Northern Ireland based B-Secur has closed a £3.5m (~$4.5M) late stage seed investment for its biometric authentication technology that utilizes an individual’s unique heartbeat pattern, known as an electrocardiogram (ECG), to — in its words — “quickly and securely authenticate identity”.
The investment is coming from a syndicate of UK and Ireland-based investors, including Accelerated Digital Ventures and Kernel Capital. Fund manager Woodford Investment Management, and British Business Bank are also part of the investor group.
Pressure to stay ahead of hackers is driving interest in so-called next-gen biometrics which hold up the prospect of offering a more robust (if even more invasive) form of ID verification vs, say, a face or fingerprint scan, which — while widely used in consumer tech — can be more easily spoofed.
“As an internal biometric, ECG authentication can minimise hacking or spoofing risks for greater security and convenience,” claims B-Secur’s pitch.
A spokeswoman for the company said its core technology is a portfolio of heartbeat algorithms that it’s licensing into “a number of end-user applications”, focused on powering the next generation of ID authentication.
But its market positioning combines ID and access management with a focus on tracking wellness — given that its technology can also provide “health and wellbeing metrics”, as a result of being based on tracking individuals’ heartbeats.
That aspect of the tech might generate some feelings of discomfort among end users, given its data on their health potentially being shared with their employer (or other third parties) — although for businesses with employees routinely in dangerous situations there may be less concern and more enthusiasm among staff to be monitored for wellness on an ongoing basis.
The spokeswoman told us the product collects “vital information about the employee such as heart rate, location, and wellbeing metrics,” adding: “This will ensure the safety of these employees in dangerous and highly security conscious environments.”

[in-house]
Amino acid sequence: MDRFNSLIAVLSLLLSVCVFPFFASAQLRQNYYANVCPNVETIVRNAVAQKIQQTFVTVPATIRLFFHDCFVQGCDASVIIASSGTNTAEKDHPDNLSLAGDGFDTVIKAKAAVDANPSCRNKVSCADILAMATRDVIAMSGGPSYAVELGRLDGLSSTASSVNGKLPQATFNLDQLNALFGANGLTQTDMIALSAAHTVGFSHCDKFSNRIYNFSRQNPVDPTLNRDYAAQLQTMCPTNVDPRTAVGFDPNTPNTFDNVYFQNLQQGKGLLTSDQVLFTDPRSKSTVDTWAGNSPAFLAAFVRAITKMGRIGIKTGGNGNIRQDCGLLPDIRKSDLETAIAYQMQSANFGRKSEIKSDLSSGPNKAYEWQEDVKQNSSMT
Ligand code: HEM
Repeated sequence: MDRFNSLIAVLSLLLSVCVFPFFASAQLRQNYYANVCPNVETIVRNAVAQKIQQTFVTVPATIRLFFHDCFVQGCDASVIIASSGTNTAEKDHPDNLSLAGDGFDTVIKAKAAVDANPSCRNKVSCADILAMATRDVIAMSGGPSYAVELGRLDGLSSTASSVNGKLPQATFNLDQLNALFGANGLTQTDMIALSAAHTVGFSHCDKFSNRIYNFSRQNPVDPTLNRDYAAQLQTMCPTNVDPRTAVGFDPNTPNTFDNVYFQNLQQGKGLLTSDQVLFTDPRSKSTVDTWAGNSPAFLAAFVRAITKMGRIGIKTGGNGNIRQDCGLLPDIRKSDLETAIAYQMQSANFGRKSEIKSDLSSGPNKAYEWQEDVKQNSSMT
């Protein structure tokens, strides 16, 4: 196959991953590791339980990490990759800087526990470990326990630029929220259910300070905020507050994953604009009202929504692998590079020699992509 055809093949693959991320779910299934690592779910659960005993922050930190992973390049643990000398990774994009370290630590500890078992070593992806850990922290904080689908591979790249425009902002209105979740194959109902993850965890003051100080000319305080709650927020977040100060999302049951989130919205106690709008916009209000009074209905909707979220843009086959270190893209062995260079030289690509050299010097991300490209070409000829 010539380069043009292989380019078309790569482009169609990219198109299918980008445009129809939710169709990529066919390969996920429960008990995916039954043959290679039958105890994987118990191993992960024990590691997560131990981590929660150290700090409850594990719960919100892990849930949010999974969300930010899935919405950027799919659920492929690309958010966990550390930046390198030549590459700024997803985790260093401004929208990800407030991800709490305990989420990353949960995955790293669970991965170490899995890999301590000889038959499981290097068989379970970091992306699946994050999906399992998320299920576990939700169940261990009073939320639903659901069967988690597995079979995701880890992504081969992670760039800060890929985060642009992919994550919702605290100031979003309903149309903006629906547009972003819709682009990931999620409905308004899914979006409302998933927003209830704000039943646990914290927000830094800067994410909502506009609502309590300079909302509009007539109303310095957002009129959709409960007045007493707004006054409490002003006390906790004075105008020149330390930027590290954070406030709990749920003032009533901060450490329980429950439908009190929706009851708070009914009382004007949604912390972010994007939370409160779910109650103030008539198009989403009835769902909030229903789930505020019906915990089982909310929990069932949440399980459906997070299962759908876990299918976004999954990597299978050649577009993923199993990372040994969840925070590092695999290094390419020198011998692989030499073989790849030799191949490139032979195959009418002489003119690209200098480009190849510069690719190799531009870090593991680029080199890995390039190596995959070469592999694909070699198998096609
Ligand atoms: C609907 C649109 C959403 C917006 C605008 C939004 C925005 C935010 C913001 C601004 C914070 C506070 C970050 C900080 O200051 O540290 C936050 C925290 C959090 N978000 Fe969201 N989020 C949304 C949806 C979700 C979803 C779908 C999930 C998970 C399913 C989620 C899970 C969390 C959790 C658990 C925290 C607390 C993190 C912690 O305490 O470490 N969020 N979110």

One potential use-case B-Secur is exploring is applying the tech to cars — to allow users to “start their engine using their heartbeat and then providing safety features that would give the drivers warnings if they were suffering the early signs of tiredness or would prevent the engine from starting if they were under the influence of drink or drugs”, said the spokeswoman.
Again, getting end user buy-in for a technology that could be used to prevent someone from driving their own car might involve some challenges — even where safety advantages are clear.
The spokeswoman described B-Secur’s algorithms’ ability to discern “a number of wellbeing metrics” — such as whether a user is tired, stressed or even under the influence of drink or drugs — as a differentiating feature for its biometric tech.
“This differs from the majority of biometrics on the market today which just provide a challenge response — yes or no,” she said.
“We can capture ECG signal from a number of different conductive materials (metals, fabrics, inks, etc) and also from a number of different locations on the body (wrist, fingers, chest, etc.),” she added.
“As long as our algorithms pick up a strong signal they can work across a number of different use-cases and devices. This ultimately allows this type of technology to be deployed/licensed across a number of technology devices and companies as there is no need for a specific sensor or capture point.”
Others are also playing in this space — most notably Nymi. However B-Secur is pursuing a b2b licensing model vs Nymi building and selling its own authentication wearables.
Commenting on the investment in a statement, CEO Alan Foreman said: “We are thrilled to gain the backing of ADV, Kernel and others. This will help us to grow significantly in the next 12 months and continue to invest in world-class science and engineering in the UK and beyond, and we are proud to have the opportunity to build a truly global business solving a serious problem that each of us faces every day.”
B-Secur was originally spun out of a university cardiology project in 2002 but the business lay dormant until 2014 when the spokeswoman said it judged the biometrics market to be “more mature and ready for ECG biometrics”.
It plans to use the new funds to expand its current work in the UK, Ireland and US — across automotive, financial services, access control, smart cities and buildings.
“We are currently piloting our technology with a number of Identity and Access Management partners, which is allowing us to test our technology at scale in live environments,” said the spokeswoman. “We are also in the process of developing licensing agreements with technology partners which will allow us to deploy our algorithms into technology devices at scale.”